Volunteer Hackers Converge on Ukraine Conflict With No One in Charge

Ukraine has been more deliberate about recruiting volunteer hacking forces. In the telegram channels, participants encouraged their cooperation with the government in pursuing goals such as the Russian state-owned bank, Sberbank. From Russia, where links between the government and hacking groups have long raised alarms among Western officials, there have been no similarly explicit calls for action.

“We are building an IT army,” Ukraine’s Minister of Digital Transformation, Mikhail Fedorov, tweeted on Saturday, directing cyber security enthusiasts to a telegram channel with instructions to hack Russian websites offline. “There will be tasks for everyone.” As of Friday, the Telegram channel had more than 285,000 subscribers.

Inside the main English-language telegram page for Ukraine’s IT Army is a 14-page preliminary document that provides details on how people can participate, including what software to download to hide their whereabouts and identities. Every day, new targets are listed, including websites, telecommunications firms, banks and ATM processors.

Yegor Oshev, co-founder of Cyber ​​Unit Technologies, a Ukrainian cybersecurity company, said he was overwhelmed by the notes after posting on social media to get programmers involved. His company offered a 100,000 reward for information leading to the identification of Russian cyber-target code.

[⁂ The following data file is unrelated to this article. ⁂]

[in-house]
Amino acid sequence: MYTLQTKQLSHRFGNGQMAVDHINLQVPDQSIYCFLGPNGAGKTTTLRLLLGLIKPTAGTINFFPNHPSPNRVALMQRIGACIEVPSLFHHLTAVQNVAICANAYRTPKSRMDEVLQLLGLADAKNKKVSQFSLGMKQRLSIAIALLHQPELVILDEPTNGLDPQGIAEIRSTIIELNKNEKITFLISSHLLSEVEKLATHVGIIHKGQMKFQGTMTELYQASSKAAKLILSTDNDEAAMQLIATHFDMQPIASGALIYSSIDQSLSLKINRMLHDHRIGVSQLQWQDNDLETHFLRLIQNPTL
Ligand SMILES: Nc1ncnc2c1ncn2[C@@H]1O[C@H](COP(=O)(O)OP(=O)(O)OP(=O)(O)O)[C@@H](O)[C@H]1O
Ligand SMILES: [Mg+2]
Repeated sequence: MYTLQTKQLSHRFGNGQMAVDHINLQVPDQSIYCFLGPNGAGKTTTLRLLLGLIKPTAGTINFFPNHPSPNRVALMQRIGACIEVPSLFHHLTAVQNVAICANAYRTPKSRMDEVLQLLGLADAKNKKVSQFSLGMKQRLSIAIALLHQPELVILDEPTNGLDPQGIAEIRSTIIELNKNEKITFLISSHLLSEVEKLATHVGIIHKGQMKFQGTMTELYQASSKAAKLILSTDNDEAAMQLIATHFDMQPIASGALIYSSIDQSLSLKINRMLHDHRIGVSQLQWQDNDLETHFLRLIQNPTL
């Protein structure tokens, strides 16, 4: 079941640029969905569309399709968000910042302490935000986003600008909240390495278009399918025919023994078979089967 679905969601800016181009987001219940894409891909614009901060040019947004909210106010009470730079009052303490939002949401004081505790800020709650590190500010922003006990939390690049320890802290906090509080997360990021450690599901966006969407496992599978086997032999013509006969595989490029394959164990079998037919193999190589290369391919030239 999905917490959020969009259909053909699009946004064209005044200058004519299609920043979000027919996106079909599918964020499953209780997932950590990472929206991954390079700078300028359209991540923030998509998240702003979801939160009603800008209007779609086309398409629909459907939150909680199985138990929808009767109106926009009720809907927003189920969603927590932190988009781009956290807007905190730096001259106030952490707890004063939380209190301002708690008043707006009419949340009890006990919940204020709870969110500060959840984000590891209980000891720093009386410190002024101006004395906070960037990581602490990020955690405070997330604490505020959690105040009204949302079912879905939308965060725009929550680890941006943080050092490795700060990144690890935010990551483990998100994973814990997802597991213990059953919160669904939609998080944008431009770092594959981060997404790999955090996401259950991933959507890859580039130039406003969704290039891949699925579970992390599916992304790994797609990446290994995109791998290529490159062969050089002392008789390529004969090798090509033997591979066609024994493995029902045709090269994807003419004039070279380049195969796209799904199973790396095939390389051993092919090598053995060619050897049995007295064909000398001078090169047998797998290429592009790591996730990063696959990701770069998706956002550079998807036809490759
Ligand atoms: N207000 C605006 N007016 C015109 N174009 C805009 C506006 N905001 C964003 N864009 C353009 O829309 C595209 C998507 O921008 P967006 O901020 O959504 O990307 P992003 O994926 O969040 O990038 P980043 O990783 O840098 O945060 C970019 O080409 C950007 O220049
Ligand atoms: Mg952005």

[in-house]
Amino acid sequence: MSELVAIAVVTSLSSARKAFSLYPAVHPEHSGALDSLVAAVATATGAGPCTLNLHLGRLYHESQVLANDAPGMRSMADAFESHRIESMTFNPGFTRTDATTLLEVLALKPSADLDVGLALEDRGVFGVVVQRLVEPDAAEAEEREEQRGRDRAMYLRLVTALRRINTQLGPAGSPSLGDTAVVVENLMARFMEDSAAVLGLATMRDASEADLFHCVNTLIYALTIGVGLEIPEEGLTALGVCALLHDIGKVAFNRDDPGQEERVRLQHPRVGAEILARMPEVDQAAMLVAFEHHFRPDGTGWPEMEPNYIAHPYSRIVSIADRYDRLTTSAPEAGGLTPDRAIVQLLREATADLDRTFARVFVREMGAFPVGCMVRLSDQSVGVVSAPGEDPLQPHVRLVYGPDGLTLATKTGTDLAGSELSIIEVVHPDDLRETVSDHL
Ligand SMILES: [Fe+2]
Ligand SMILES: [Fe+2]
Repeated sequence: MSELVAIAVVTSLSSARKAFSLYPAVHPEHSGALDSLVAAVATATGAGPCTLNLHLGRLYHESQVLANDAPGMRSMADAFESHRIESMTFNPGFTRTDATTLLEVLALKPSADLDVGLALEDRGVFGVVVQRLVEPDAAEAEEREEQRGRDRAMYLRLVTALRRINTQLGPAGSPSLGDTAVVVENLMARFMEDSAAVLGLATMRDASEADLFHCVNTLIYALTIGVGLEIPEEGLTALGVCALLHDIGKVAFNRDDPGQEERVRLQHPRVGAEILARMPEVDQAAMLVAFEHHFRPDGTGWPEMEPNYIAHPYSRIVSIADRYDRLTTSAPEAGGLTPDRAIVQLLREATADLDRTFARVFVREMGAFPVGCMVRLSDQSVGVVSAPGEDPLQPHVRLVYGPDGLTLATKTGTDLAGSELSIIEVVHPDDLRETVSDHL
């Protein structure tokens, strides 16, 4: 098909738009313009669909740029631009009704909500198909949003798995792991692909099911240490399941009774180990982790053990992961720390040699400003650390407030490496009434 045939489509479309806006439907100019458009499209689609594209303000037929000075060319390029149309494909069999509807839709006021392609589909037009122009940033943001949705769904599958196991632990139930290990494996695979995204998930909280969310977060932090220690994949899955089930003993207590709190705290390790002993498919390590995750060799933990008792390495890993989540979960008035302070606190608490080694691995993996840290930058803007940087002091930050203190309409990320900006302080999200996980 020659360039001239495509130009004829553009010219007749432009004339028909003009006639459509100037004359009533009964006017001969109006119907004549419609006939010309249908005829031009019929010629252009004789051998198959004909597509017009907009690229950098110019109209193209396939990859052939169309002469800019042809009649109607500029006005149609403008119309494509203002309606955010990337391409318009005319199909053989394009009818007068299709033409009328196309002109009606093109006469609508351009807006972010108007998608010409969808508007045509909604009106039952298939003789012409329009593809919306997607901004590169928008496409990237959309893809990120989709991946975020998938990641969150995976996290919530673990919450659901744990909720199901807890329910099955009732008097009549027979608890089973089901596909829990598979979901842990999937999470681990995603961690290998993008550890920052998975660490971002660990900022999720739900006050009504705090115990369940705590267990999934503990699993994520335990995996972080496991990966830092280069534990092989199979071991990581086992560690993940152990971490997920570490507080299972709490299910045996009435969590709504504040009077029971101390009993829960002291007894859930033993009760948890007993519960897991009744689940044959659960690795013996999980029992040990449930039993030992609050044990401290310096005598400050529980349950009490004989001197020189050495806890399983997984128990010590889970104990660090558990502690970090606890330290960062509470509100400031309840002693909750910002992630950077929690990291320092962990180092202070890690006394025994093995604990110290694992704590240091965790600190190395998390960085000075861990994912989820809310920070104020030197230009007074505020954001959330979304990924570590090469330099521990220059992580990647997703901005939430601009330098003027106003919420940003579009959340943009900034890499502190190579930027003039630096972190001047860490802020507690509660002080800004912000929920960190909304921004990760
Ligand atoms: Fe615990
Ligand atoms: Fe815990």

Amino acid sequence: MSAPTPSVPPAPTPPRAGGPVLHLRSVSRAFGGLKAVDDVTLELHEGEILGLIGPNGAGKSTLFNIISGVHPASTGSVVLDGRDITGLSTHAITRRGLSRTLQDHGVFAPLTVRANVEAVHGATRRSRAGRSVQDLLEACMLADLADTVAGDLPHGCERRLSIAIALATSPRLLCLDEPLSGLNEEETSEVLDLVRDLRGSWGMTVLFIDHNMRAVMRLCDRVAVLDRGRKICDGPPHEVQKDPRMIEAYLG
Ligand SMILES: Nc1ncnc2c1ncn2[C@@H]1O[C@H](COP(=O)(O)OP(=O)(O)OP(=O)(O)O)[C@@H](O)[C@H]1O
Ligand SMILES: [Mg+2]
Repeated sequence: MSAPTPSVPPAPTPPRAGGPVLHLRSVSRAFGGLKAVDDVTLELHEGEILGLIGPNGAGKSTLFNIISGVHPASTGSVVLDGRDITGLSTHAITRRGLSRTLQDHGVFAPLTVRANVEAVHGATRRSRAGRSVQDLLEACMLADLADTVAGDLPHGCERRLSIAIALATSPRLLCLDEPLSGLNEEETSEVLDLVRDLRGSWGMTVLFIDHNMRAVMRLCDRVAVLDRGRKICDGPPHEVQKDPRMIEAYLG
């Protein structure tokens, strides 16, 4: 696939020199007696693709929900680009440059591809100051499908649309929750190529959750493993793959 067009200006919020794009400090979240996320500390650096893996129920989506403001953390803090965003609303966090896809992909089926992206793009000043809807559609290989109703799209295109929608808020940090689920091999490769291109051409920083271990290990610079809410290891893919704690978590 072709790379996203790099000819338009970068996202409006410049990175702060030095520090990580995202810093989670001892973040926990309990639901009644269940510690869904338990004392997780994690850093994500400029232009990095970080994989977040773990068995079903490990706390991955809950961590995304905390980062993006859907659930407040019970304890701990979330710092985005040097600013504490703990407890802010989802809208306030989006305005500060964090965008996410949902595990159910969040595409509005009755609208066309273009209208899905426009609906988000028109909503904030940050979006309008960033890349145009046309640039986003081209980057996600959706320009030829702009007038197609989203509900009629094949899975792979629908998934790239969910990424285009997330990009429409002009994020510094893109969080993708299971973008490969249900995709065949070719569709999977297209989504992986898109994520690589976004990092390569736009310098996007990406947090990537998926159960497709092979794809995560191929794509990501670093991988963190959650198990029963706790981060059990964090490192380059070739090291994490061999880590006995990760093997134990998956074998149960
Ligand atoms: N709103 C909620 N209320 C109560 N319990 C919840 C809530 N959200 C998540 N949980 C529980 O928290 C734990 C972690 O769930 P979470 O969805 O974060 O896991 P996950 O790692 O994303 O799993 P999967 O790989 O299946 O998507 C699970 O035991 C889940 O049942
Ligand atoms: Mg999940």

Mr. Aushev said more than 1,000 people were involved in his effort, working in close collaboration with the government. People were only allowed to join if someone assured them. Organized in small groups, they aimed to hit high-impact targets, such as the critical infrastructure and logistics systems for the Russian military.

“It has become an independent machine, a distributed international digital army,” he said. Oshev said. “The biggest hacks against Russia will happen soon,” he added without elaborating.

A government confirmed the work with Shri. Oshev.

It is always difficult to find out who is behind cyber attacks. Groups incorrectly take credit or boast of a bigger impact than they actually did. But this week saw a spate of attacks against Russian targets. The country’s largest stock exchange, state-controlled bank and the Russian Foreign Ministry were briefly taken offline after being targeted by volunteer hackers in Ukraine.

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